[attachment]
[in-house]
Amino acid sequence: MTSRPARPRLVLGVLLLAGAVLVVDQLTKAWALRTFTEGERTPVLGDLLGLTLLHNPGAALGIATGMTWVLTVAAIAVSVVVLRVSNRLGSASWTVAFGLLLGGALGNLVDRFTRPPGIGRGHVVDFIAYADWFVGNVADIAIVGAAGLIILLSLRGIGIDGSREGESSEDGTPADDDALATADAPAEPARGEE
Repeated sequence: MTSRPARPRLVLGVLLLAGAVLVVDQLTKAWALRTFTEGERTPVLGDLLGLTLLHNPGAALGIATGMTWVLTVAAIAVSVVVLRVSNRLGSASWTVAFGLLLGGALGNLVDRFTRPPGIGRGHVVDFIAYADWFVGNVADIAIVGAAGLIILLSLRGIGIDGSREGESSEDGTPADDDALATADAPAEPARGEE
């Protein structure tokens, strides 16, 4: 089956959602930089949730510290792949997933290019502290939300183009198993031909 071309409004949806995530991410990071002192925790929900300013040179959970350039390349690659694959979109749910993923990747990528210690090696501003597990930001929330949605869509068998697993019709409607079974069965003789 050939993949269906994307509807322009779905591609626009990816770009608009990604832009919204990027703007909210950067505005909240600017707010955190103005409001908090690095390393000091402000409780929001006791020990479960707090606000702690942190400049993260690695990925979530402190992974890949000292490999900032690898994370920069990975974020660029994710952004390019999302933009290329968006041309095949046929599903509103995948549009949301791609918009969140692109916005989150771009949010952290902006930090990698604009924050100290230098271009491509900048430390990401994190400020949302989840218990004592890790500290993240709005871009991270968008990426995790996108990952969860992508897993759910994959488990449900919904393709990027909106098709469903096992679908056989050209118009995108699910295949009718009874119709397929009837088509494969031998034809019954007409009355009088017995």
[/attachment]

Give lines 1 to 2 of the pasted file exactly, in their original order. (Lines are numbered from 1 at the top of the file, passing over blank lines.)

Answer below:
[in-house]
Amino acid sequence: MTSRPARPRLVLGVLLLAGAVLVVDQLTKAWALRTFTEGERTPVLGDLLGLTLLHNPGAALGIATGMTWVLTVAAIAVSVVVLRVSNRLGSASWTVAFGLLLGGALGNLVDRFTRPPGIGRGHVVDFIAYADWFVGNVADIAIVGAAGLIILLSLRGIGIDGSREGESSEDGTPADDDALATADAPAEPARGEE